Efficient drainage of methane from longwall goaves is essential for safe operation of a gassy mine. However, goaf gas drainage holes may undergo shear failures during mining, causing significant issues to mine operators. Advanced 3D modelling techniques to study the shear failures are helping miners to design better goaf drainage systems.
Managing complex goaf
The goaf is a mining term which refers to the part of the mine from which the mineral has been partially or completely removed
Understanding the goaf-hole shearing process is vital in designing and operating an efficient goaf-gas drainage system, especially as goaf-hole failure is one of the critical problems in many gassy mine sites.
In coal mining theses challenges include:
- complex goaf-hole shearing mechanism
- methane gas drainage goaf-holes in longwall mining operate through various strata
- mine-scale monitoring and experiments for investigating the goaf-hole shearing process is a challenging task
- 2D modelling may provide only a partial answer and on occasion may provide erroneous answers to this truly 3D problem, and
- developing and conducting a large mine-scale 3D modelling is complex and difficult.
Application of advanced 3D numerical method
We studied mechanical shear failure of goaf-gas drainage holes in an underground coal mine to evaluate the transverse, longitudinal and total shear magnitudes that were developed during longwall coal extraction.
We used an advanced 3D numerical method to study the goaf-gas drainage hole shearing mechanism in one of the Australian longwall mines.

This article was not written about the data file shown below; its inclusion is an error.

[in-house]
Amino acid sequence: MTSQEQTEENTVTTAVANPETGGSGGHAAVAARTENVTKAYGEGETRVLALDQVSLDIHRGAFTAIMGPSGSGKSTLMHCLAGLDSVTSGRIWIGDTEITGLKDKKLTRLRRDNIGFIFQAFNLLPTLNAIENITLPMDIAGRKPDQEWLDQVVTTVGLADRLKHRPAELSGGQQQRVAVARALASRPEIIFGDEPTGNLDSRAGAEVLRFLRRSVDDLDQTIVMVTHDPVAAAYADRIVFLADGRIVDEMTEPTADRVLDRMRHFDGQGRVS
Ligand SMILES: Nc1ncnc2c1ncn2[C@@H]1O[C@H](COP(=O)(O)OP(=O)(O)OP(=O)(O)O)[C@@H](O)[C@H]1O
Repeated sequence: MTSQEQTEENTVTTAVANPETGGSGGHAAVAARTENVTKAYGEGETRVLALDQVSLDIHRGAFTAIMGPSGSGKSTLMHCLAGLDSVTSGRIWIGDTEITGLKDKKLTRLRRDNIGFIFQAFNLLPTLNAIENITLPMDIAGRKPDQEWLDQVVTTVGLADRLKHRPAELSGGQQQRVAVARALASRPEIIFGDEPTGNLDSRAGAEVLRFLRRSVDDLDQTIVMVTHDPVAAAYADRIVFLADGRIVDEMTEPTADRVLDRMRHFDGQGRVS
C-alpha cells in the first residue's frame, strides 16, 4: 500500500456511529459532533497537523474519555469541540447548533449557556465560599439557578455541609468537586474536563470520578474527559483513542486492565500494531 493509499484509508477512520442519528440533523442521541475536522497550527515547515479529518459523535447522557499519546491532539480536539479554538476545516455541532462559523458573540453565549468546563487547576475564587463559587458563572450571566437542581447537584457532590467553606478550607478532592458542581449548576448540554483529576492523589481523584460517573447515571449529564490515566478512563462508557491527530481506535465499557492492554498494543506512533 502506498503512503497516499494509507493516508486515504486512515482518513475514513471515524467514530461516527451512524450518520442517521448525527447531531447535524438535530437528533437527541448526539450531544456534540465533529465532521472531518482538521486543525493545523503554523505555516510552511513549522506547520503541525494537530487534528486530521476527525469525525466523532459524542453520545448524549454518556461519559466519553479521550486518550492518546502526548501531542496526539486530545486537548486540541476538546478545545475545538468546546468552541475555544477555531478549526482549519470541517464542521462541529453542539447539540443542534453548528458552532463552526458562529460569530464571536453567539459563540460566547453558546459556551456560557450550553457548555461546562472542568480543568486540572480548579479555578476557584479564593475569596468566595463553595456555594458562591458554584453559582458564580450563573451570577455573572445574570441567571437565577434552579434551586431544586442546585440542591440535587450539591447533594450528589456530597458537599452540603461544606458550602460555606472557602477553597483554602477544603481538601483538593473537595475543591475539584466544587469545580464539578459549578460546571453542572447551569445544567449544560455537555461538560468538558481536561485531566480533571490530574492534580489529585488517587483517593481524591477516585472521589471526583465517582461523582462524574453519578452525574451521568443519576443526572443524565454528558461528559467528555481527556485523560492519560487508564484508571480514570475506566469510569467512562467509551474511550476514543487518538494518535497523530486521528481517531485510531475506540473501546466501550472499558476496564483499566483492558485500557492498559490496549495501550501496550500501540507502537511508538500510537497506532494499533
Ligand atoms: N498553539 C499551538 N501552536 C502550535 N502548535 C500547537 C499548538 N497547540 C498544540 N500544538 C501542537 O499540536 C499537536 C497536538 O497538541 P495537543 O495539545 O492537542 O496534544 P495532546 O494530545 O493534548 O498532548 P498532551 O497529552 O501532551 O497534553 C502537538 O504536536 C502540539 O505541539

We used our in-house advanced numerical tool to tackle this 3D problem with the real mine site parameters, using data on mining depth, width, height, length, geology and lithology.
This integrated approach allowed us to calibrate and validate the model parameters by combining the mine site monitored and observed data.
Improved understanding of goaf-hole shearing mechanism
Using our advanced 3D numerical simulation, we were able to predict the magnitudes of both the longitudinal and transverse shears as well as total goaf-hole shears along the entire goaf-gas drainage hole length.
The study provided a unique understanding of goaf-drainage hole shearing mechanisms that were not possible to be investigated by 2D models.
The generalised conceptual goaf-hole shearing mechanism - the first of its kind - showed how goaf-gas drainage holes shear during longwall advancement.
The typical “signatures” of longitudinal and transverse shears and their influence on total shear along the goaf-hole can now be understood.
It has also been demonstrated that the maximum shear follows the angle of break.